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General railway discussions

It must be out west as it looks like eleven power units on that train with a BC Rail leading. Haven't seen an BC Rail unit in some time
Gio Rail siding in Welland. The units are being scrapped at SLM on photo left. The wind was 50km/h so I didn't get a better shot, maybe next weekend.
 
Gio Rail siding in Welland. The units are being scrapped at SLM on photo left. The wind was 50km/h so I didn't get a better shot, maybe next weekend.
Getting any shots this weekend was channeling trying to deal with the wind regardless on the ground or flying, especially in open areas.

Since you said they are being scrap, there is more than 11 in that line. Is there any area that you can get close to shoot anything other than by drome??
 
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Does anyone with knowledge of the history of the CP Belleville construction know what the reason behind the route between Oshawa, Darlington and Bowmanville is? Every time the GO extension comes up I end up looking at it.

It just seems a weird southward bend without obvious justification (like reaching the shoreline), and even weirder that there wasn’t a move more recently to position it a touch more northerly with a new bridge over 418 so that the 418/401 junction didn’t have to be built with freights and (soon? Maybe? One day?) GO trains threading through it.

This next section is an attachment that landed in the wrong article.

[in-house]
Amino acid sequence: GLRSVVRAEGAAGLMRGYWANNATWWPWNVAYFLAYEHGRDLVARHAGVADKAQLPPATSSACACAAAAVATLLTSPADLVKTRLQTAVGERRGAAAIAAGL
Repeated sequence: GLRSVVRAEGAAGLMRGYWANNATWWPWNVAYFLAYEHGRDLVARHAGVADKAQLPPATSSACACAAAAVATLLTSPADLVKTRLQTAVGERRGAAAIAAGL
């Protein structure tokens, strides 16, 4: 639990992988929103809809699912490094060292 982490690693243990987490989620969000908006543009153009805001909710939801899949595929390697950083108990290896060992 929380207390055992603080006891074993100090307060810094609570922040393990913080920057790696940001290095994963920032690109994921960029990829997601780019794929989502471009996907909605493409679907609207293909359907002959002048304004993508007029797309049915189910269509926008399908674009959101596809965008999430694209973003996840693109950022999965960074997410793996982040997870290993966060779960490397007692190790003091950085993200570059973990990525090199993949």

I'm no railway engineer (though I did once stay at a super 8 LOL!). However a cursory look at the topography of the area shows that there is a narrow band of fairly even terrain that follows the Lake Ontario shoreline. Meanwhile the terrain North raises quite quickly. In fact a straight line from Oshawa to Bowmanville would go from an elevation of ~80 m to ~130 m, a rise of 50 m over ~3 Km. That kind of slope might not be an issue today but I'm guessing railway engineers of the time chose instead to follow the flatter terrain closer to the lake. Even if it meant a windy route.

Since Courtice has built up around the rail line now. Any attempt to straighten the line would result in significant expropriation.
 
Random, but as I was driving down the 403 yesterday evening, I saw a consist sitting on CP's Hamilton sub near the Desjardins Canal with double-stacked freight, but it did not extend over the 403 bridge. Is the Hunter Street tunnel tall enough to handle double-stacked freight?
 
Random, but as I was driving down the 403 yesterday evening, I saw a consist sitting on CP's Hamilton sub near the Desjardins Canal with double-stacked freight, but it did not extend over the 403 bridge. Is the Hunter Street tunnel tall enough to handle double-stacked freight?

Yes, but only because CP replaced the old double track through the tunnel with a single track in the centre, where there’s just enough clearance.
 
With respect, I think your assertion that moving yards to an area you have designated is misplaced. The present yard serves industry centered on the Hamilton Harbour, and that access needs to continue. HOPA continues to invest in infrastructure in the harbour and projects further growth in tonnage and products. This is all ready a busy Great Lakes Port.

I am not sure of the lands you are designating for a new yard, but the idea may run into issues with protected farm lands in those areas related to the tender fruit growers. That I need to look at as I am working from memory here. I also assume somewhere there will be a budget for CN to move the yard,.